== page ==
To Be Desired

Sex education in school was all for the giggles and excitement of discussing the thing we were all curious about, knew nothing about, and learned not to talk about. I learned that boys and girls are separate, should learn different things (by being placed in different classrooms), and that sex involved the mysterious interaction of boy parts and girl parts, but nothing else.

I learned that I wanted to be desired. I was “pretty”. Being desired was desirable for every girl in my class. So being desired was what sex was about. This drive to be desired meant I needed to work to be desired. I needed to be what they wanted me to be.

The shitty sex ed I received (in and outside of school) taught me that women’s worth came from our desirability to men, that women should prioritize other people’s comfort over our own, that there’s nothing worse than a woman who’s needy. It took me a long time to understand the way I’d internalized those messages, and to do a better job of seeing through the men who exploited them.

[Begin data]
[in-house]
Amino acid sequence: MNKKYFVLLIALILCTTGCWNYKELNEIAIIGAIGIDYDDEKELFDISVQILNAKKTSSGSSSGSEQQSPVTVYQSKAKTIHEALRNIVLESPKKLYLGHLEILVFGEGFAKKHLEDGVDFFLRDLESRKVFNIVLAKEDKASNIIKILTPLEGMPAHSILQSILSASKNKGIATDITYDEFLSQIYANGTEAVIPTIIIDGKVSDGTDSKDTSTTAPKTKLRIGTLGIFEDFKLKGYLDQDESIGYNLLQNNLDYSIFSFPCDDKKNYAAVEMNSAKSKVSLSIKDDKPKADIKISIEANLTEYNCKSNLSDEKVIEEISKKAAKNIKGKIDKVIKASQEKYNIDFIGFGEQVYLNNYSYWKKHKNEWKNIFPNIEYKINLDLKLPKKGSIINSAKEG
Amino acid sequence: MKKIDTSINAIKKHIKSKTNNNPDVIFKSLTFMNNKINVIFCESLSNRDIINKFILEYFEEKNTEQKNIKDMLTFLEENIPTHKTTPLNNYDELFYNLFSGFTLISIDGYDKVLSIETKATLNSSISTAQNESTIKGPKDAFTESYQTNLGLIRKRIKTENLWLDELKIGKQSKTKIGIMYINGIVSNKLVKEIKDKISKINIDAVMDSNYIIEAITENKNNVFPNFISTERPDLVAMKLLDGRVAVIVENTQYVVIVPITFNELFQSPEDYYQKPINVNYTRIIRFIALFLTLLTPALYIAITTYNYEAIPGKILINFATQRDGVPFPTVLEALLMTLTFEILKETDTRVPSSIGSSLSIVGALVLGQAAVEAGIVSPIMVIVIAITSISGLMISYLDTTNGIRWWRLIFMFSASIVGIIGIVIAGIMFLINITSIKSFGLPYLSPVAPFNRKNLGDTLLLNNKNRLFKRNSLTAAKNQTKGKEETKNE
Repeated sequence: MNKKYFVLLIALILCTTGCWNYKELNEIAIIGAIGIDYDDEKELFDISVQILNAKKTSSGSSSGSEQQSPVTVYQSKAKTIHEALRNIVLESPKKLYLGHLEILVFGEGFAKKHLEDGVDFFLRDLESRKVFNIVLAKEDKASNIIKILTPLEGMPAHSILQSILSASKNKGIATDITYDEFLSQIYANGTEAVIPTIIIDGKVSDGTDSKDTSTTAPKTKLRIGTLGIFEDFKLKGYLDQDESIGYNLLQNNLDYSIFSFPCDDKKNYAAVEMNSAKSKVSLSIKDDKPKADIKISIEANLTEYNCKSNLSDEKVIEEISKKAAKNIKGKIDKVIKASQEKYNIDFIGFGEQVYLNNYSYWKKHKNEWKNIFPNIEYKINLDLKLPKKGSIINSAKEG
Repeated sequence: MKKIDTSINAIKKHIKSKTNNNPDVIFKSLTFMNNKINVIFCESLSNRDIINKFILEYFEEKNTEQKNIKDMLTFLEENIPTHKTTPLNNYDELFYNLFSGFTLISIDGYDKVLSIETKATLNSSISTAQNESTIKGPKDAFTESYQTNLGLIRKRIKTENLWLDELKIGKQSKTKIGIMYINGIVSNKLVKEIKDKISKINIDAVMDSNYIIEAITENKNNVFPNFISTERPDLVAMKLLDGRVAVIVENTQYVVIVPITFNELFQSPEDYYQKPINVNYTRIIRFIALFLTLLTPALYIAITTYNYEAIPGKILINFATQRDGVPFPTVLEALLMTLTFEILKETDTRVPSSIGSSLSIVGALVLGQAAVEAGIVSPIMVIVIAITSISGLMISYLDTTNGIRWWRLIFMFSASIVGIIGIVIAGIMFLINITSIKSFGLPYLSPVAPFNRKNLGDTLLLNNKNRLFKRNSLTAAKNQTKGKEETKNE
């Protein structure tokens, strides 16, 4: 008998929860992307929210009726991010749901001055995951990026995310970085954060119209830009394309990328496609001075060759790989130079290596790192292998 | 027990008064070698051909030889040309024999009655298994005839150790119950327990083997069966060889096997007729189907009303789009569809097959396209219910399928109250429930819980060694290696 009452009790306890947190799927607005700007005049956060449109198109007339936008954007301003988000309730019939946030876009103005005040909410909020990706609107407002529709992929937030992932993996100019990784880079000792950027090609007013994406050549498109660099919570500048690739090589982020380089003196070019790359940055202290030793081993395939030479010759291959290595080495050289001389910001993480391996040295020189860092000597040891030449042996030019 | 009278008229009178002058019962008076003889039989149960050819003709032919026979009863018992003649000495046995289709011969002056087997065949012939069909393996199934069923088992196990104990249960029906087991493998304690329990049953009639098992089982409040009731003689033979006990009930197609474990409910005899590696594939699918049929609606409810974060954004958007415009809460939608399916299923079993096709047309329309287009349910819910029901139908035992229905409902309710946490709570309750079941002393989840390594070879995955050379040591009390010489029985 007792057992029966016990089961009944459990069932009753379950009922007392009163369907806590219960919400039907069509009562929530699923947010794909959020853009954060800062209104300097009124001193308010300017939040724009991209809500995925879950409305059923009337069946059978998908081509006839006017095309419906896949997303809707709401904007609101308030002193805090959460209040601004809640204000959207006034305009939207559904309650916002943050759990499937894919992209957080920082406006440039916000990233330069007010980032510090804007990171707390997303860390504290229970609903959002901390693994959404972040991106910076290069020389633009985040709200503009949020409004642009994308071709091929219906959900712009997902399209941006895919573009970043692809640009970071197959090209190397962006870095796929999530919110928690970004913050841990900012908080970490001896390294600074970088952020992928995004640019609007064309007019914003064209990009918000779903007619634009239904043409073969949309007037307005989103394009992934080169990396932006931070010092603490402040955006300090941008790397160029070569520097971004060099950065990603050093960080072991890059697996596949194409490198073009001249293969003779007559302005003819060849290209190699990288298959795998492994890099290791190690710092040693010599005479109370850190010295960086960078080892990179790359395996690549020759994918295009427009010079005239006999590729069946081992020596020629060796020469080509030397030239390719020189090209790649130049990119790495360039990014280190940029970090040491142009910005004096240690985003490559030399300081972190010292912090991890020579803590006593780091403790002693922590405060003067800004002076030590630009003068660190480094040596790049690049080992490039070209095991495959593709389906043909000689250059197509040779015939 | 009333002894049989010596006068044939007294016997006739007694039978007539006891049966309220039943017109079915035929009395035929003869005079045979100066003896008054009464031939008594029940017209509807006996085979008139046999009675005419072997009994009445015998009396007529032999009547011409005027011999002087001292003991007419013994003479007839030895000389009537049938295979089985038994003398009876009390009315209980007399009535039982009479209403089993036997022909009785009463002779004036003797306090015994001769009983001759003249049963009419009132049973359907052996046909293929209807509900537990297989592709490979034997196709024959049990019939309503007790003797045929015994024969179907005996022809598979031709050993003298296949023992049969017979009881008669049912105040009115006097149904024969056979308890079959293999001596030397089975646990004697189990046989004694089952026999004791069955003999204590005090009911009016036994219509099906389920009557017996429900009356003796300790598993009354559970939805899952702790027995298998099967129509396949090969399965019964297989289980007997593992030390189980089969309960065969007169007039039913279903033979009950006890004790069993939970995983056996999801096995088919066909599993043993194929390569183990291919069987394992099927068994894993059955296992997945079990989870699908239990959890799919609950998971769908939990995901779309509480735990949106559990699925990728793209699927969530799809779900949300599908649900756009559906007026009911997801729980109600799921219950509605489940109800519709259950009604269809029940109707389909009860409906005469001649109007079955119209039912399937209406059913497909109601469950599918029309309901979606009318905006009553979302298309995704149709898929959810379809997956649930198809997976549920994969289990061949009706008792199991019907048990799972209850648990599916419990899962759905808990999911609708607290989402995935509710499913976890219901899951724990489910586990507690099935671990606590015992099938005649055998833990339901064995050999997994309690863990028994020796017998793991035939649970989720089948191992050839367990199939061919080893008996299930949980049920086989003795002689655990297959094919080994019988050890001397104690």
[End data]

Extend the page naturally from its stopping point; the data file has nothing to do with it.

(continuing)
I ended up being groomed by a supervisor 10 years older than me when I was 16…afterall, he desired me, and that was all I was supposed to be looking for. Had I received comprehensive and inclusive information about sex, maybe I would have learned about how to navigate desire and tell the difference between a healthy relationship and an unhealthy one. I wish I learned about relationship dynamics and respect and getting YOUR needs met. I wonder if I learned those things, I perhaps would have had the self-efficacy and skills needed to navigate being pursued by a much older man. I would have had the tools necessary to care less about being the object of one’s desire. At the time, I thought I was an “empowered woman” who was desirable; I was achieving the goal. I now look back and see that it was really just manipulative, violating, and exploitive. That’s why it is so important to equip kids with the skills and knowledge they need to navigate sex, desire, and relationships.